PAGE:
Other ongoing information issues related to areas such as employment and education, where refugees were sometimes unsure who to ask or talk to for advice. So, while it was important that the high level of support offered during the first year was reduced, so that refugees could achieve their independence, at the same time this needed to be balanced with
    some level of ongoing support.

    The School of Social Sciences of the University of the West of Scotland, with funding from the UWS-Oxfam Partnership and the support of NLC, decided to undertake a second study of the Congolese refugees in 2013, to talk to them about their experiences during the intervening six years, and to identify ongoing concerns. A total of 18 interviews were carried out, involving 17 households and 30 individual participants; some households declined to be involved.

    Although most of the men are still in employment, the majority have worked in insecure, part-time jobs with periods of unemployment in between. Many refugees are not using the skills which they possess and so job satisfaction was very variable. The majority of women did not work, although many wanted to and this reflects both a lack of opportunity and a lack of childcare facilities. It may be that Motherwell is too small a town to offer a full range of employment opportunities although these may exist in the wider Lanarkshire and Greater Glasgow areas.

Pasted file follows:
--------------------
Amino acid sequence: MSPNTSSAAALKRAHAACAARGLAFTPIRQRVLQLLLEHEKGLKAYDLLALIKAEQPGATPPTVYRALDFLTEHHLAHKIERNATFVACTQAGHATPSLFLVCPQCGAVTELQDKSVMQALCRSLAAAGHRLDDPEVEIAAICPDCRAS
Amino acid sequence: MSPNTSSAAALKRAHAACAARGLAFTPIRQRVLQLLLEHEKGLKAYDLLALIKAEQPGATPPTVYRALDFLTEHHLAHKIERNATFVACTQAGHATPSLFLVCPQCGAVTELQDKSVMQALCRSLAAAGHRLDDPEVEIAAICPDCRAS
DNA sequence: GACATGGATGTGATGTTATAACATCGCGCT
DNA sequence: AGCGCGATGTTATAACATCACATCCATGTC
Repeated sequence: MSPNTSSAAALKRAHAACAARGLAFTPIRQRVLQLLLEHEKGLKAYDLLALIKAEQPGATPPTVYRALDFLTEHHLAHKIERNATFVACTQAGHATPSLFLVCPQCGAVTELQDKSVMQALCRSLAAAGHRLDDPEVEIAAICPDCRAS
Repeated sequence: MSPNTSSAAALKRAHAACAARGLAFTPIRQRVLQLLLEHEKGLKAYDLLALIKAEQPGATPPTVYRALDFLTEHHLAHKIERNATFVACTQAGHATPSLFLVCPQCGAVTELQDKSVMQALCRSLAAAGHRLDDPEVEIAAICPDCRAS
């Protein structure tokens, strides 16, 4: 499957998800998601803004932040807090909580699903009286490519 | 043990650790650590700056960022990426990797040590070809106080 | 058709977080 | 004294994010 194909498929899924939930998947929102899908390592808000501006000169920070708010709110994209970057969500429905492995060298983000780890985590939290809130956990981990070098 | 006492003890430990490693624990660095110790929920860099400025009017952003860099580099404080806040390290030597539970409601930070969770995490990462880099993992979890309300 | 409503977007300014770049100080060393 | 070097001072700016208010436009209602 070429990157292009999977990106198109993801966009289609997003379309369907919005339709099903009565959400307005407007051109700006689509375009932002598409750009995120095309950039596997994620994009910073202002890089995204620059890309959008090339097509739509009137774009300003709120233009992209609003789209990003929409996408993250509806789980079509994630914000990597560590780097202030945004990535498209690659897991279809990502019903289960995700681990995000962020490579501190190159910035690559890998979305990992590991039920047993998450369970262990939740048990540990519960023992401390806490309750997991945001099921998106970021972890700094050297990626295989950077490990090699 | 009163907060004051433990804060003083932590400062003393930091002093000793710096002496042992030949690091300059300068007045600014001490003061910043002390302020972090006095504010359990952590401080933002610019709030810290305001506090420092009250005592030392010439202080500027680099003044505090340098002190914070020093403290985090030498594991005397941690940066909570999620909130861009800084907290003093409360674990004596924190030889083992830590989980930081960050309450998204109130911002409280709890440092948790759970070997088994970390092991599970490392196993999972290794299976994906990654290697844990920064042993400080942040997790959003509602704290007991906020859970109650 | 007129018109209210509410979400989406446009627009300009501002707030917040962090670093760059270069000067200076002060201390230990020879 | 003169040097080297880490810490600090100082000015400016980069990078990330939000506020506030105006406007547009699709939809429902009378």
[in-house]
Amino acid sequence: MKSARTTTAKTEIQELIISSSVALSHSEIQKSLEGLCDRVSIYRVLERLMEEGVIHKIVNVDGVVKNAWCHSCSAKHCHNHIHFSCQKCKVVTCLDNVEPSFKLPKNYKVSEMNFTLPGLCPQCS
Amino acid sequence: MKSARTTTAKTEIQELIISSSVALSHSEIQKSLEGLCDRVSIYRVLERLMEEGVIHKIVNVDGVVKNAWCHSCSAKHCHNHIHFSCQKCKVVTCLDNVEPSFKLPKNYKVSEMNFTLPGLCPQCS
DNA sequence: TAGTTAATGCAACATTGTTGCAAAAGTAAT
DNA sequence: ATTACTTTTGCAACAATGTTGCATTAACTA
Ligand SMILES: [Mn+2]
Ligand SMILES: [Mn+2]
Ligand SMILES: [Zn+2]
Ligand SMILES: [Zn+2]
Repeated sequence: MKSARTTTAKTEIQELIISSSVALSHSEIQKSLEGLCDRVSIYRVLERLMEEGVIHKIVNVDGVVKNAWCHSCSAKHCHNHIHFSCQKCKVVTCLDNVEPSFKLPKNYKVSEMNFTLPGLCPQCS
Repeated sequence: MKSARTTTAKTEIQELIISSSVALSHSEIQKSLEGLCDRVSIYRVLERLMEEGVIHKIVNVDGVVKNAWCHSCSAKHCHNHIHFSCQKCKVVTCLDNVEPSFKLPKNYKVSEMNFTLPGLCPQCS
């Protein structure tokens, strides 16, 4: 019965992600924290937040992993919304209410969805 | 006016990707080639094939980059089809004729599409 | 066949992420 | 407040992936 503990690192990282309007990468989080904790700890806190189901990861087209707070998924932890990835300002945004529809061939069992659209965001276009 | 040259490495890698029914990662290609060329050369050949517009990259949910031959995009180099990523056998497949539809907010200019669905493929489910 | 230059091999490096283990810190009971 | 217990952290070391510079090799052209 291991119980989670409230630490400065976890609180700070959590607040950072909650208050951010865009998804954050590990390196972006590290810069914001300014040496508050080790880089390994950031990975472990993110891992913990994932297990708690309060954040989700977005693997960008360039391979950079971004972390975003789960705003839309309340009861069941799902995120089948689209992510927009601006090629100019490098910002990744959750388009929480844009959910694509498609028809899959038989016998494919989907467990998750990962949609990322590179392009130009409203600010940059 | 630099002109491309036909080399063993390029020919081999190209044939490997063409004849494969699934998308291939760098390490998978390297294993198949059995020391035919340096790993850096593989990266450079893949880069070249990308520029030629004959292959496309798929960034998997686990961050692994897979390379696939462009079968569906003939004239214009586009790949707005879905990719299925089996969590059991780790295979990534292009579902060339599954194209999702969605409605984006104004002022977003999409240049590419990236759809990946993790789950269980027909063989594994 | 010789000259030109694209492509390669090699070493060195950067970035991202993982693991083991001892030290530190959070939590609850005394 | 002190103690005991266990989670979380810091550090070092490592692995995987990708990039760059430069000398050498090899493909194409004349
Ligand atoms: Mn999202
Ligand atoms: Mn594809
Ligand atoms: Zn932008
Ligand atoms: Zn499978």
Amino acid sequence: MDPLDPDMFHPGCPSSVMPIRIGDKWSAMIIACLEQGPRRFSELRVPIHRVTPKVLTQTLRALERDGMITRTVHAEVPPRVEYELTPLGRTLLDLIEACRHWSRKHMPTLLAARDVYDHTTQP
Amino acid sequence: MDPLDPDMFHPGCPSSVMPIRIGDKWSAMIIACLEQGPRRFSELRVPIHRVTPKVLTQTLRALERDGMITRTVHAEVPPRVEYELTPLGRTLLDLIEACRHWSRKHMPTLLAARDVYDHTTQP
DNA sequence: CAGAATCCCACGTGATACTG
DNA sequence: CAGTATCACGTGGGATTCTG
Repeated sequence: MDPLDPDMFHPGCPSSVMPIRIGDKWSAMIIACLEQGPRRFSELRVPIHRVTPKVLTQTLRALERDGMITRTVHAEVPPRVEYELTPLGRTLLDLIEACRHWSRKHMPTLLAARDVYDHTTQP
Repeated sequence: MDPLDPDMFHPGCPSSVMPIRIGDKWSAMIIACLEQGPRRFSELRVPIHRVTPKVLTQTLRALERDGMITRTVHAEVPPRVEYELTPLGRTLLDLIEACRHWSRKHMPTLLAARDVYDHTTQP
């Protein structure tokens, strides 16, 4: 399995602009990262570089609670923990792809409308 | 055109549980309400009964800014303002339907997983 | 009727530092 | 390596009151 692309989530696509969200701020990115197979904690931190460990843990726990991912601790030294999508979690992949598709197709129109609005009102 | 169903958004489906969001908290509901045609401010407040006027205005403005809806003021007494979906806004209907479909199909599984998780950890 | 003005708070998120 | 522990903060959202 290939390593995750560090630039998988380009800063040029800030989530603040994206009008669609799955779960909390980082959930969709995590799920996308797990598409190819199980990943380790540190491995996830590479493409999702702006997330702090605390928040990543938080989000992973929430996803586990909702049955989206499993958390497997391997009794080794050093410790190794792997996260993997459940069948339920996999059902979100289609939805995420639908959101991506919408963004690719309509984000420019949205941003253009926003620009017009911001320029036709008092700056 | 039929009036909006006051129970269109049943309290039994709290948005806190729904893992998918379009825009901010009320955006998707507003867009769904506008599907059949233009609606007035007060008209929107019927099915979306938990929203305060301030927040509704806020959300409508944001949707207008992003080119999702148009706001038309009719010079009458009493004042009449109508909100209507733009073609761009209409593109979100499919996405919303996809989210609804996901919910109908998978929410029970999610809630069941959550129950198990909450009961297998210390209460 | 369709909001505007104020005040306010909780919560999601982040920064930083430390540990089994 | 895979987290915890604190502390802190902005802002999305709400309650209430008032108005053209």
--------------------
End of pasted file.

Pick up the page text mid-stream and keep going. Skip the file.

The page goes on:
The insecurity of employment had an important impact on financial security and most families worried about money and paying household bills. This issue surfaced throughout the interviews.